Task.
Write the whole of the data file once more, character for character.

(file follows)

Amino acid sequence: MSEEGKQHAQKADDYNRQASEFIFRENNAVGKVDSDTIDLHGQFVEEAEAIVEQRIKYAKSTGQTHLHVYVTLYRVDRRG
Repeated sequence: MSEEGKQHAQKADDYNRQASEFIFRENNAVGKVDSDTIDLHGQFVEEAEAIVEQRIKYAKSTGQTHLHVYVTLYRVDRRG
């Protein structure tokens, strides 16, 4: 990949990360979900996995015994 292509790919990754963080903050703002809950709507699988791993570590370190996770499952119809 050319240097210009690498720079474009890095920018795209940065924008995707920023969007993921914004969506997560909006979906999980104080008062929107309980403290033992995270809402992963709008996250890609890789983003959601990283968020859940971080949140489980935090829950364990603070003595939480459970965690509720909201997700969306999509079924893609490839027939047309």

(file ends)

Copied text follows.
Amino acid sequence: MSEEGKQHAQKADDYNRQASEFIFRENNAVGKVDSDTIDLHGQFVEEAEAIVEQRIKYAKSTGQTHLHVYVTLYRVDRRG
Repeated sequence: MSEEGKQHAQKADDYNRQASEFIFRENNAVGKVDSDTIDLHGQFVEEAEAIVEQRIKYAKSTGQTHLHVYVTLYRVDRRG
């Protein structure tokens, strides 16, 4: 990949990360979900996995015994 292509790919990754963080903050703002809950709507699988791993570590370190996770499952119809 050319240097210009690498720079474009890095920018795209940065924008995707920023969007993921914004969506997560909006979906999980104080008062929107309980403290033992995270809402992963709008996250890609890789983003959601990283968020859940971080949140489980935090829950364990603070003595939480459970965690509720909201997700969306999509079924893609490839027939047309």